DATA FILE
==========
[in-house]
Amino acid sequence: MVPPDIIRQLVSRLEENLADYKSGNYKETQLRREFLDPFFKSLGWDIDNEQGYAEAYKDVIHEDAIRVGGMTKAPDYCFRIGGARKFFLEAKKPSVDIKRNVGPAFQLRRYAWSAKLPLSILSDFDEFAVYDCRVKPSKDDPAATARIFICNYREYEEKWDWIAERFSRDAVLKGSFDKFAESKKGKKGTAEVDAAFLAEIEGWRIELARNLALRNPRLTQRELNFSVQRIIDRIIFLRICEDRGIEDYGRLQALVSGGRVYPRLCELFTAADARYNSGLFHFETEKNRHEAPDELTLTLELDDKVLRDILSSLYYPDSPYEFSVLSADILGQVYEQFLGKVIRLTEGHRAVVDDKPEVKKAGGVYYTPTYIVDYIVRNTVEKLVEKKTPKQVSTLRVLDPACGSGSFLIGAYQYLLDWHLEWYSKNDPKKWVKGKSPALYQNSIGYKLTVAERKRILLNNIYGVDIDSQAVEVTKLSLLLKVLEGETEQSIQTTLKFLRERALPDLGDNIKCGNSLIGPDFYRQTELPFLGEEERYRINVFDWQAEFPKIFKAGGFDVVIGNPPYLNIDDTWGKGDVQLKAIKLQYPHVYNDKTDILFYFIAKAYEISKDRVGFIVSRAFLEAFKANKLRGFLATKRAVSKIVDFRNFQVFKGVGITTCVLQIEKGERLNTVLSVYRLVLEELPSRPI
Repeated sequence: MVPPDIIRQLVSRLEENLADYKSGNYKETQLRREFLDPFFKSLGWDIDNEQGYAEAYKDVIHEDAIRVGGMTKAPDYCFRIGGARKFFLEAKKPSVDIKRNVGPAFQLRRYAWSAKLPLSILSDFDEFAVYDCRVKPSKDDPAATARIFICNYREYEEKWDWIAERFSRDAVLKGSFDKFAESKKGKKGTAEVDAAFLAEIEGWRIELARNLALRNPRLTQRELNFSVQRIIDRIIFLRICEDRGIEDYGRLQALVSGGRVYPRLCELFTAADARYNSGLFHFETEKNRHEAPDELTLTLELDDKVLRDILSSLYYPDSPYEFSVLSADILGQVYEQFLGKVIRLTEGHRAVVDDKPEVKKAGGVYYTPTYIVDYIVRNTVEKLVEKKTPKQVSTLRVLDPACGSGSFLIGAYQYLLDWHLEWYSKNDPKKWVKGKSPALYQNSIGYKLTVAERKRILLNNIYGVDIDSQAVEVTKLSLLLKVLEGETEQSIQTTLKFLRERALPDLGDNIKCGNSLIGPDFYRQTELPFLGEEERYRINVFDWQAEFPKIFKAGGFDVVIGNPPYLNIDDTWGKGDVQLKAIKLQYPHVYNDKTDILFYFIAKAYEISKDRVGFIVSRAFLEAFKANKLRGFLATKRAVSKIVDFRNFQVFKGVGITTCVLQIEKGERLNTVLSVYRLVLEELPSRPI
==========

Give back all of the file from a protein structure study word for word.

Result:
[in-house]
Amino acid sequence: MVPPDIIRQLVSRLEENLADYKSGNYKETQLRREFLDPFFKSLGWDIDNEQGYAEAYKDVIHEDAIRVGGMTKAPDYCFRIGGARKFFLEAKKPSVDIKRNVGPAFQLRRYAWSAKLPLSILSDFDEFAVYDCRVKPSKDDPAATARIFICNYREYEEKWDWIAERFSRDAVLKGSFDKFAESKKGKKGTAEVDAAFLAEIEGWRIELARNLALRNPRLTQRELNFSVQRIIDRIIFLRICEDRGIEDYGRLQALVSGGRVYPRLCELFTAADARYNSGLFHFETEKNRHEAPDELTLTLELDDKVLRDILSSLYYPDSPYEFSVLSADILGQVYEQFLGKVIRLTEGHRAVVDDKPEVKKAGGVYYTPTYIVDYIVRNTVEKLVEKKTPKQVSTLRVLDPACGSGSFLIGAYQYLLDWHLEWYSKNDPKKWVKGKSPALYQNSIGYKLTVAERKRILLNNIYGVDIDSQAVEVTKLSLLLKVLEGETEQSIQTTLKFLRERALPDLGDNIKCGNSLIGPDFYRQTELPFLGEEERYRINVFDWQAEFPKIFKAGGFDVVIGNPPYLNIDDTWGKGDVQLKAIKLQYPHVYNDKTDILFYFIAKAYEISKDRVGFIVSRAFLEAFKANKLRGFLATKRAVSKIVDFRNFQVFKGVGITTCVLQIEKGERLNTVLSVYRLVLEELPSRPI
Repeated sequence: MVPPDIIRQLVSRLEENLADYKSGNYKETQLRREFLDPFFKSLGWDIDNEQGYAEAYKDVIHEDAIRVGGMTKAPDYCFRIGGARKFFLEAKKPSVDIKRNVGPAFQLRRYAWSAKLPLSILSDFDEFAVYDCRVKPSKDDPAATARIFICNYREYEEKWDWIAERFSRDAVLKGSFDKFAESKKGKKGTAEVDAAFLAEIEGWRIELARNLALRNPRLTQRELNFSVQRIIDRIIFLRICEDRGIEDYGRLQALVSGGRVYPRLCELFTAADARYNSGLFHFETEKNRHEAPDELTLTLELDDKVLRDILSSLYYPDSPYEFSVLSADILGQVYEQFLGKVIRLTEGHRAVVDDKPEVKKAGGVYYTPTYIVDYIVRNTVEKLVEKKTPKQVSTLRVLDPACGSGSFLIGAYQYLLDWHLEWYSKNDPKKWVKGKSPALYQNSIGYKLTVAERKRILLNNIYGVDIDSQAVEVTKLSLLLKVLEGETEQSIQTTLKFLRERALPDLGDNIKCGNSLIGPDFYRQTELPFLGEEERYRINVFDWQAEFPKIFKAGGFDVVIGNPPYLNIDDTWGKGDVQLKAIKLQYPHVYNDKTDILFYFIAKAYEISKDRVGFIVSRAFLEAFKANKLRGFLATKRAVSKIVDFRNFQVFKGVGITTCVLQIEKGERLNTVLSVYRLVLEELPSRPI